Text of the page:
Last update: 10-Dec-2013 1:42 am
Tuesday, December 10, 2013
Trinidad & Tobago Guardian Online
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FDI at risk if anti-money laundering compliance not met
BRIDGETOWN—The Caribbean has been mentioned by two recent United Nations and United States Department of State reports as a region vulnerable to money laundering associated with illegal narcotics and the laundering of criminal proceeds. This was noted by former United States banking regulator and international financial consultant Frederick Curry as he reflected on the reasons that small open economies in the Caribbean should adhere strictly to anti-money laundering (AML) measures and international benchmarks.
Curry, who is the principal of the Forensic & Dispute Services practice of the Washington-based Deloitte Financial Advisory Services, noted that some Caribbean islands look to foreign direct investment for economic growth but international investors could be prevented from channelling investments into countries that did not exhibit strong money laundering controls and the will to prosecute financial crimes. The Deloitte executive made these observations as he discussed the messages he intended to send to those in attendance at the 34th annual Crime Stoppers International Conference, which he will be speaking at on October 2, at the Hilton Barbados, Needhams Point, St Michael.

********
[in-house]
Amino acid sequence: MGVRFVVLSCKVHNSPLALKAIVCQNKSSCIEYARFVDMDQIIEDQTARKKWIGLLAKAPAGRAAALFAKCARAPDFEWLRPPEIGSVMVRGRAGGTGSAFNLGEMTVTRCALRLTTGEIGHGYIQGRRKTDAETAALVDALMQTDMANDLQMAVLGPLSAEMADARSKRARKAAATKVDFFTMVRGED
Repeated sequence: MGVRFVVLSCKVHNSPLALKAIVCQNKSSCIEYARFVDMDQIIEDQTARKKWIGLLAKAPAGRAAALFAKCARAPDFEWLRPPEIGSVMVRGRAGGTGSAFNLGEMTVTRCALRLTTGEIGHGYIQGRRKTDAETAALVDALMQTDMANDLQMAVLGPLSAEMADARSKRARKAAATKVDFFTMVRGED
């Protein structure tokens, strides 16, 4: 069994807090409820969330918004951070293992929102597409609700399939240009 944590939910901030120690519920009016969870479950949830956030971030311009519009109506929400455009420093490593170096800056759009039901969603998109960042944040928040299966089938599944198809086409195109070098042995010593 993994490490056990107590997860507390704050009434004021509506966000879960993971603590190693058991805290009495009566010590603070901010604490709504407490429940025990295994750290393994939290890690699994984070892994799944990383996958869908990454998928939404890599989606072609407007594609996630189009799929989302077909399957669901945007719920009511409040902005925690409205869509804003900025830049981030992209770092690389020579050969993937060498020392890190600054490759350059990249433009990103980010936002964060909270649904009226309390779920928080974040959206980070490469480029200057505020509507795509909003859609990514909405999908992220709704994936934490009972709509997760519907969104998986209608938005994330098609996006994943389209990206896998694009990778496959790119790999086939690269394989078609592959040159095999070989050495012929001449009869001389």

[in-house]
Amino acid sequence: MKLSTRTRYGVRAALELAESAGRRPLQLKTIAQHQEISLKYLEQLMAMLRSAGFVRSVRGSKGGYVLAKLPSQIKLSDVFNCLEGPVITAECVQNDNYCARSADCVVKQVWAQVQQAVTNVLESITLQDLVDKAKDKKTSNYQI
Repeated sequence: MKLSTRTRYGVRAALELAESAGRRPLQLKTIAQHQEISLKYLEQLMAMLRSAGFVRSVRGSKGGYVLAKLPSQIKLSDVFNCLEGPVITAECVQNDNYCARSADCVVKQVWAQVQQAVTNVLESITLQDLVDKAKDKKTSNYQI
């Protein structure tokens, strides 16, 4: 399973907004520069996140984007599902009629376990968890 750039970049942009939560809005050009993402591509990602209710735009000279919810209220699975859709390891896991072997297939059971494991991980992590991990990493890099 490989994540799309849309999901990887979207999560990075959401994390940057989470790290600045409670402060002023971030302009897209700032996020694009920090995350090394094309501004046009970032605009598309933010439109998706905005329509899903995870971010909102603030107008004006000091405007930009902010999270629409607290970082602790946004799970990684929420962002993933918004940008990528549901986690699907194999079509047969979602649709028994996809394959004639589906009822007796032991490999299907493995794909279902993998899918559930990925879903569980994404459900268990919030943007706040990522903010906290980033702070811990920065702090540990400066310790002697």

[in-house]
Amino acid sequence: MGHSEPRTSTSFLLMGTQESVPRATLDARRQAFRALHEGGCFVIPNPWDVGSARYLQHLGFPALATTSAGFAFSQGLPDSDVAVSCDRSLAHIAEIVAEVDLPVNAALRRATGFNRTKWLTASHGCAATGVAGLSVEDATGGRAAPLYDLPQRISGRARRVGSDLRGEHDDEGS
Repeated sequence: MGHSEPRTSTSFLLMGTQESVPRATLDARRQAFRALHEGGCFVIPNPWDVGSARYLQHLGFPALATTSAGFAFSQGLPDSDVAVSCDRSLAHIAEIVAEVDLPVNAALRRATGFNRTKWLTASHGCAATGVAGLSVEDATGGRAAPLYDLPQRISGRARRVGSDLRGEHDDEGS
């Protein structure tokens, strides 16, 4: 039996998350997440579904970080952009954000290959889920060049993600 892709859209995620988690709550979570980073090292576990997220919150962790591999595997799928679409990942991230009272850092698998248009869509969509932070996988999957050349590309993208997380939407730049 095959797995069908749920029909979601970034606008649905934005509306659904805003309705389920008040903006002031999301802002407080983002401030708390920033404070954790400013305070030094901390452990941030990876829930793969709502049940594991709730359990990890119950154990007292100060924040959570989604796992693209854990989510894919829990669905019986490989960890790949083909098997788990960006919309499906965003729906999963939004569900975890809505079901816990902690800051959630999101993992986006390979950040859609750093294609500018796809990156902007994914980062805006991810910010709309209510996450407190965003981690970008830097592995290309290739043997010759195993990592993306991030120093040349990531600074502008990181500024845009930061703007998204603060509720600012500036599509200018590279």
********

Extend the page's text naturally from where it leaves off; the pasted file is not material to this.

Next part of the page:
Curry said one of the main messages that he wanted to send was that combating money laundering in the Caribbean required a coordinated effort between strong financial institutions and law enforcement committed to prosecuting such crimes. He advised financial institutions to implement robust AML compliance programmes, which, he said, should be built around four pillars: instituting a designated AML officer to monitor, coordinate and report financial crimes; implementing a well-defined comprehensive AML programme with written policies, procedures and controls; ongoing role-based training and education for employees to ensure they recognise what should be red-flagged; rigorous independent testing of the programme to ensure it is being implemented effectively. Companies interested in adding an anonymous reporting mechanism to their AML programmes for employees to report suspicious transactions that could signal money laundering, can contact Crime Stoppers to learn more about its Integrity Line service. (Caribbean360)
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